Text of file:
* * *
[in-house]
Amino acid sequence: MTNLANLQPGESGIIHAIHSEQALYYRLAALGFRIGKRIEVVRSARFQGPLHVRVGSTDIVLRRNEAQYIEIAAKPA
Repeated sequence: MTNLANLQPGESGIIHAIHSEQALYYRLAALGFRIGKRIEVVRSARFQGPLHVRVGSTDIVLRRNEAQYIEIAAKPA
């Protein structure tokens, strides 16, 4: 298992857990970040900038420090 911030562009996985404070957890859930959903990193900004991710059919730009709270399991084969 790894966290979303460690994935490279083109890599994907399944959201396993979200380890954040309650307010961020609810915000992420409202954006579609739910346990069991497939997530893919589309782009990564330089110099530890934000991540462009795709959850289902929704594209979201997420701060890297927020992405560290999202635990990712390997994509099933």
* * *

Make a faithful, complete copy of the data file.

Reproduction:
[in-house]
Amino acid sequence: MTNLANLQPGESGIIHAIHSEQALYYRLAALGFRIGKRIEVVRSARFQGPLHVRVGSTDIVLRRNEAQYIEIAAKPA
Repeated sequence: MTNLANLQPGESGIIHAIHSEQALYYRLAALGFRIGKRIEVVRSARFQGPLHVRVGSTDIVLRRNEAQYIEIAAKPA
């Protein structure tokens, strides 16, 4: 298992857990970040900038420090 911030562009996985404070957890859930959903990193900004991710059919730009709270399991084969 790894966290979303460690994935490279083109890599994907399944959201396993979200380890954040309650307010961020609810915000992420409202954006579609739910346990069991497939997530893919589309782009990564330089110099530890934000991540462009795709959850289902929704594209979201997420701060890297927020992405560290999202635990990712390997994509099933």